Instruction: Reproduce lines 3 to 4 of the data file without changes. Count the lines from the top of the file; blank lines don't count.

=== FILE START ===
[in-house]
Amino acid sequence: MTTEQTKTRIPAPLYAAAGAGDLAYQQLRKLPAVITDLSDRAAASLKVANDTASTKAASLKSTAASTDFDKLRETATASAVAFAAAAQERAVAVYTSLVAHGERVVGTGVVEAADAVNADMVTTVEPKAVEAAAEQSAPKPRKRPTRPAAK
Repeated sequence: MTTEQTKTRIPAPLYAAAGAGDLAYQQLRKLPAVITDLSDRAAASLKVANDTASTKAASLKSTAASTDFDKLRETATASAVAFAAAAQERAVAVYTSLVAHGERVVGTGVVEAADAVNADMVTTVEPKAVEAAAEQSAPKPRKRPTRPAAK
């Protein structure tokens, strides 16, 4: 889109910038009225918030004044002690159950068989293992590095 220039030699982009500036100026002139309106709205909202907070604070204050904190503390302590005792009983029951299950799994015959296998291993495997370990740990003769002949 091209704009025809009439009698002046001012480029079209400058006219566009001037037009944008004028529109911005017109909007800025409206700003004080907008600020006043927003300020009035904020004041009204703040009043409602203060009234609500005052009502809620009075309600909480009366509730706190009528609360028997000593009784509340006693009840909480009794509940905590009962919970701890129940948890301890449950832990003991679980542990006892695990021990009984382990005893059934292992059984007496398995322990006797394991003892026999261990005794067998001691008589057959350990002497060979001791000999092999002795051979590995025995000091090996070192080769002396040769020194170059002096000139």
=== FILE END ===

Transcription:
Repeated sequence: MTTEQTKTRIPAPLYAAAGAGDLAYQQLRKLPAVITDLSDRAAASLKVANDTASTKAASLKSTAASTDFDKLRETATASAVAFAAAAQERAVAVYTSLVAHGERVVGTGVVEAADAVNADMVTTVEPKAVEAAAEQSAPKPRKRPTRPAAK
């Protein structure tokens, strides 16, 4: 889109910038009225918030004044002690159950068989293992590095 220039030699982009500036100026002139309106709205909202907070604070204050904190503390302590005792009983029951299950799994015959296998291993495997370990740990003769002949 091209704009025809009439009698002046001012480029079209400058006219566009001037037009944008004028529109911005017109909007800025409206700003004080907008600020006043927003300020009035904020004041009204703040009043409602203060009234609500005052009502809620009075309600909480009366509730706190009528609360028997000593009784509340006693009840909480009794509940905590009962919970701890129940948890301890449950832990003991679980542990006892695990021990009984382990005893059934292992059984007496398995322990006797394991003892026999261990005794067998001691008589057959350990002497060979001791000999092999002795051979590995025995000091090996070192080769002396040769020194170059002096000139």